Joss Whedon’s MUCH ADO ABOUT NOTHING is something to see, a smart, elegant, fast-moving romantic intrigue filled with the spirit and surprise of the best storytelling. It’s that rare film of a Shakespearean comedy that, without modernizing the language, is utterly comprehensible from the first frame to the last. Kenneth Branagh’s version of the play was buoyant and free-spirited, but got lost for a time in the thicket of the bumbling sheriff Dogberry’s verbal horseplay. It is a perennial problem with Shakespeare’s lower-class subplots that their colloquial dialogue can, if the right care isn’t taken, bring whole tragedies to a standstill. The Dogberry scenes in Whedon are not only crystal clear but are actually funny and able to move the plot along.
It is also that rare modern dress Shakespeare that doesn’t make a big fuss about the concept, but takes the ironies of the exercise as a given and pounces when there is an opportunity for an Elizabethan perspective to rub meaningfully against a contemporary one. There’s a moment when a line that is plainly racist to us but which would have been a casual truism around 1600 is spoken right in front of an African-American whose non-verbal reaction speaks every proverbial volume ever written on the subject. And then there is the scene in Act IV of the play when Beatrice laments her lack of power as a woman, wishing repeatedly that she “were a man” with the agency to reverse the injustice done to her kinsperson Hero (who has been punked so as to appear to have been unfaithful on the eve of her wedding). There would have been great irony in Shakespeare’s day, when a woman would not even have been allowed to play Beatrice, but there is also great irony in the way that the same words seem, in Amy Acker’s rich and relatable delivery, to be just as applicable today. This is one of those Shakespearean sequences – Shylock’s “Hath not a Jew … “ speech is another – in which something modern and politically potent has been uncannily planted in the soil of an age in which such notions as anti-Semitism and sexism were as yet uncultivated (and indeed lacked even the words by which to be labeled).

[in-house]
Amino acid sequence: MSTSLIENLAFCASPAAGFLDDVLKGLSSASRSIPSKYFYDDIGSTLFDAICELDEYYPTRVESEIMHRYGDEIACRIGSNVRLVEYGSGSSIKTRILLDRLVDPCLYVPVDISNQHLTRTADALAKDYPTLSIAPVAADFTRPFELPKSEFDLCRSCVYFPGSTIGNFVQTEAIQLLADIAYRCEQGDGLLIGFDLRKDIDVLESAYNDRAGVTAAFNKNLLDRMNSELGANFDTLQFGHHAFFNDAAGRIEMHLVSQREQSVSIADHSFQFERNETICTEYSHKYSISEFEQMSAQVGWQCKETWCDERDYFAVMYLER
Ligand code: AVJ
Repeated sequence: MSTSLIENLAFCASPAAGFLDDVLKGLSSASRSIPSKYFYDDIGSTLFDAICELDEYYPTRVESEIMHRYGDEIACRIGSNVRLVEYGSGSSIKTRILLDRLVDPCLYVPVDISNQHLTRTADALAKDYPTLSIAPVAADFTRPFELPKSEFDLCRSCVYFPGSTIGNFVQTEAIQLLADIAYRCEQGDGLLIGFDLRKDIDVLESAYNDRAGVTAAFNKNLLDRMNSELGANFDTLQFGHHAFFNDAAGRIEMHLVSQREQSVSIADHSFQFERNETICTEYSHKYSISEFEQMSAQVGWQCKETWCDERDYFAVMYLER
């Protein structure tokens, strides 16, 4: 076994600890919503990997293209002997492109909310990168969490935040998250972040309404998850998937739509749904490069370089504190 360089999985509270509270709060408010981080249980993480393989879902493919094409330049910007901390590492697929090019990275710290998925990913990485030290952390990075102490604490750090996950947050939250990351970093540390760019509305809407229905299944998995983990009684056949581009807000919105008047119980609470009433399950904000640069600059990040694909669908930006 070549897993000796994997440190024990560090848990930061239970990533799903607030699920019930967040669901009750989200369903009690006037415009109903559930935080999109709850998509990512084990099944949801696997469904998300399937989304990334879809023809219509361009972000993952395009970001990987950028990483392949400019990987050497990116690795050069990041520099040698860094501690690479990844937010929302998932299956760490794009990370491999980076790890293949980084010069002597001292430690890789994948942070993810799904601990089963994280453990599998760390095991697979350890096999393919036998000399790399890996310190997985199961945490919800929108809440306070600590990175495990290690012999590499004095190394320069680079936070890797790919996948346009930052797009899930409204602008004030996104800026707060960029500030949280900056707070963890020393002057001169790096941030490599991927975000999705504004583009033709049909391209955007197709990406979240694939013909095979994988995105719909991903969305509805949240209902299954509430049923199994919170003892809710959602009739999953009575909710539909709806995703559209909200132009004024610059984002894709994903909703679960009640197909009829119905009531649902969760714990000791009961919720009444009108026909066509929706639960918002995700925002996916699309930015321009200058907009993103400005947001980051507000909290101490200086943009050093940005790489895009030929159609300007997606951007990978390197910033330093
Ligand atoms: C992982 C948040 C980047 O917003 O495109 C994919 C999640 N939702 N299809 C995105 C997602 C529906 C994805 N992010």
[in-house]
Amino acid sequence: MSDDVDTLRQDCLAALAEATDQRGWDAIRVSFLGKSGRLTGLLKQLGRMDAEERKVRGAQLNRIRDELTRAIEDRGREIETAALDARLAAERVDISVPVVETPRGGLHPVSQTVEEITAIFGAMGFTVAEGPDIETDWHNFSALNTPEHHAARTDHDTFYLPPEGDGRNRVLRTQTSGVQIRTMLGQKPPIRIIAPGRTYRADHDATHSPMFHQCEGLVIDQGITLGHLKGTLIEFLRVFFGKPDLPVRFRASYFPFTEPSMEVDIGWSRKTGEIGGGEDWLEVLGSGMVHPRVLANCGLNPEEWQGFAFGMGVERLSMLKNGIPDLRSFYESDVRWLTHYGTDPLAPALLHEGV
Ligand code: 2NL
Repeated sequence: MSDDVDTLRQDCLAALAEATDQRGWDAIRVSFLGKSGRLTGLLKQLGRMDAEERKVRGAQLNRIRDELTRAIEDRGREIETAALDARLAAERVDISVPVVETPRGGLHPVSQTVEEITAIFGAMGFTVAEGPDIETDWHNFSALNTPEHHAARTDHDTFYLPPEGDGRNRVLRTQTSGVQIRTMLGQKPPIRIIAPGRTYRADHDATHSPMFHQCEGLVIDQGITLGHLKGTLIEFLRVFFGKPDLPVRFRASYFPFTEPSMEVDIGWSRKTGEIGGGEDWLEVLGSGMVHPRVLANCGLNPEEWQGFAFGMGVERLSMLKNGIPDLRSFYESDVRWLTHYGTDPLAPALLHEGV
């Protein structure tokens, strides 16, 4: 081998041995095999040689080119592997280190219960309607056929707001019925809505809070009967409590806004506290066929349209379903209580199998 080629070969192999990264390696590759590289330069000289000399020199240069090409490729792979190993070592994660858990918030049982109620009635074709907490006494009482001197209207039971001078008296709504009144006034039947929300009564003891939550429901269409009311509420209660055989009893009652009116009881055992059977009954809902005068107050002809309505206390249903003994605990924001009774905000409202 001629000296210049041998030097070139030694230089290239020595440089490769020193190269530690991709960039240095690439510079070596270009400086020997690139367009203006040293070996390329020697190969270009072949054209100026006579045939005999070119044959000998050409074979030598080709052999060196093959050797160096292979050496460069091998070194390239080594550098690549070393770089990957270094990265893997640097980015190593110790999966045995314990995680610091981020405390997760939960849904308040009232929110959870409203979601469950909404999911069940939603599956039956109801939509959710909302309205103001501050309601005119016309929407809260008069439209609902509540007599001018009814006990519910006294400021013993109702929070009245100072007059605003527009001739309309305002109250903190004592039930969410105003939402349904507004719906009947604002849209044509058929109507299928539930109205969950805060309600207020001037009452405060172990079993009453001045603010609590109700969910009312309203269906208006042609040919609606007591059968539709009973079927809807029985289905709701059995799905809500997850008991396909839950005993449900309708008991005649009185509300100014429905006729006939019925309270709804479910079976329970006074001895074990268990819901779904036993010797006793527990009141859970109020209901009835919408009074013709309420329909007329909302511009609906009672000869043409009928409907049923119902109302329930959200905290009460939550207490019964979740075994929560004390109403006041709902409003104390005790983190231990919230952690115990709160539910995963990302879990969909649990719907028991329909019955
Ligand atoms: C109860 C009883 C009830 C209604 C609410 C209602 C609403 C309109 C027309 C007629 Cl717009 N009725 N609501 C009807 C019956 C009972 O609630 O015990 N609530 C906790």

Whedon’s film is all about the women, as Branagh’s was all about the men, and not only because Acker’s and (as Hero) Jillian Morgese’s performances are so delicate and convincing. The film is infused by all that is changed and unchanged in our power structures; we see modern women aware of the perdurable ways in which they are restricted, and men who continue to talk of war and the honor of their daughters with a sense of entitled agency that is as normative today as when the lines were first spoken. Past and present mix lightly in this film, as do its disjunctions of place; the actors speak blithely of Italy while conspiring in Southern Cal, and perhaps the wars they are speaking of are corporate or political; the audience is let to make what connections it will. It is what persists from then to now that stands out, a racial comment that is all too familiar, a woman’s powerlessness frankly expressed.
The black-and-white cinematography is the perfect burnish to these juxtapositions, a slight antiquing of the film’s contemporaneity that puts the mind at rest when the seriousness of the play’s themes adds a bit of tarnish to the comedic silver that is laid before us.
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